Prototyping: getting the user experience right, bit by bit
DIY development has an unfortunate reputation for poor user interface design; a reputation that goes back to the dark days of Visual Basic. That was the era of Windows Forms, of text boxes, radio buttons, and an endless array of buttons, when applications looked as though someone had thrown the contents of a design toolbox onto a screen and then stuck some code behind it.
Things are very different now. Consumerization doesn’t just mean bringing your own tablets into the workplace, it’s also about providing users with the same online experiences they get from Facebook or Twitter. If you’re building apps for your team, then you’re going to need to think about user experience as much as you think about code.
Getting user experience right is about a lot more than design, and it’s important to take time to understand many of the issues you’re going to need to address in an application – especially if you’re building an app that delivers information, or needs to take user input. Surprisingly some of the best books on user experience have nothing to do with app development, and instead they deliver universal user experience principles that work across a wide range of techniques and technologies.
One of the most useful books on user interaction is Scott McCloud’s Understanding Comics. In deriving the rules used in comic page design and in graphical storytelling, McCloud provides guidelines for the signals and signs you need to include in your apps to make them easier to use and understand. It’s also a beautifully drawn and entertaining book in its own right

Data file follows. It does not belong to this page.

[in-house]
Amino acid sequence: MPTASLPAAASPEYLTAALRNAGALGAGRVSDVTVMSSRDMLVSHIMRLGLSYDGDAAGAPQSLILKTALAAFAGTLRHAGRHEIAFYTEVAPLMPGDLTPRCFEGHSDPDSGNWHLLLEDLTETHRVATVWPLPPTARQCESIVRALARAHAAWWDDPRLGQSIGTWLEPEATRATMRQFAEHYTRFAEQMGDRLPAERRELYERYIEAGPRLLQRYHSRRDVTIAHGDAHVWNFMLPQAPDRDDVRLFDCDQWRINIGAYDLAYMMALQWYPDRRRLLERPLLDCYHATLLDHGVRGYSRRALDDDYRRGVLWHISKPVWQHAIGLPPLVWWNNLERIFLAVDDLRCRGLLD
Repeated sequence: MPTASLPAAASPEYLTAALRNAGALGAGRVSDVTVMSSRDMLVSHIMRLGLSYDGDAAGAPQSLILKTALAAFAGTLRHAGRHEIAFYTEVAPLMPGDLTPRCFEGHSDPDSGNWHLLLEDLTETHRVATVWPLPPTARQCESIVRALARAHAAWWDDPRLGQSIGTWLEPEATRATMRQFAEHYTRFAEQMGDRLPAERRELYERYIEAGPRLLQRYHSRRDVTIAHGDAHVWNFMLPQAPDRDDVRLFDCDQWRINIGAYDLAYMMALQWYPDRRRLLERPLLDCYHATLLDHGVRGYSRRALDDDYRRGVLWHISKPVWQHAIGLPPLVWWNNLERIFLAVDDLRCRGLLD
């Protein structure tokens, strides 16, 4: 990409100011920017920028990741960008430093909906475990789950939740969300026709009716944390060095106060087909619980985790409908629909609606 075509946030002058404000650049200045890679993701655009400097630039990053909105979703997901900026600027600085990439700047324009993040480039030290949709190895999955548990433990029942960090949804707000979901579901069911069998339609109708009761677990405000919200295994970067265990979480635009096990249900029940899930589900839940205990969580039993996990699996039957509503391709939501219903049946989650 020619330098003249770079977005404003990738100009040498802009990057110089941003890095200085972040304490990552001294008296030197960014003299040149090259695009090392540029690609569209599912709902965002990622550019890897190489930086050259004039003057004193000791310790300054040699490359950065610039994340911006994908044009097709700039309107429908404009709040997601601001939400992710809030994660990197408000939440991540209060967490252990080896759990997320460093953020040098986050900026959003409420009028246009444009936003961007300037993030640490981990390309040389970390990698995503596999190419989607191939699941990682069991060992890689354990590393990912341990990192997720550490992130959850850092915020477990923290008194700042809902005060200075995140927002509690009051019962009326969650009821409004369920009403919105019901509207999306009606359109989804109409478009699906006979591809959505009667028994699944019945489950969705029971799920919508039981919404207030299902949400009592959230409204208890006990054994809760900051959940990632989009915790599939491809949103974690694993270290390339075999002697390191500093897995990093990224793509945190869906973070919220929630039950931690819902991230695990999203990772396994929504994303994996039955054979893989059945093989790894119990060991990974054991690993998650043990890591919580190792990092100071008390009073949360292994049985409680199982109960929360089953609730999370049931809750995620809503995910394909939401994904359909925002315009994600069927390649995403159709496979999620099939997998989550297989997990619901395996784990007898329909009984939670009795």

But books on UI and UX are only part of the story. Getting your app right is a lot more than just writing code. If you want to make something that’s more than today’s version of a Visual Basic form you’re going to need to add user experience tooling to your development platform. That means it’s as important for the individual or team developer to prototype their apps as it is for a full blown development team.
In the past that would have been expensive, requiring specialized wireframe tools and a whole suite of web and animation design tools – or even building a working model of an app in Flash. Those days, however, are long gone. Now user experience tools can be downloaded for free, and sit beside free development platforms for both desktop and mobile apps. A recent arrival is Infragistics’ Indigo Studio, a tool for creating application storyboards and laying out screens, and available for Mac and PC.
Storyboards are a useful tool for collaborative design. Applications can be sketched out in an interactive storyboard, so you can try your ideas out on your co-workers. There’s no need to write code, all you need to do is put together a wireframe screen, or use images to show what a screen might look like. While it’s possible to use tools like PowerPoint to create wireframes, they’re not really able to replicate the screens of a full-blown application. As Indigo Studio comes with a library of UI elements to help you layout prototypes, it’s a lot easier to use it to show what you’re trying to build.
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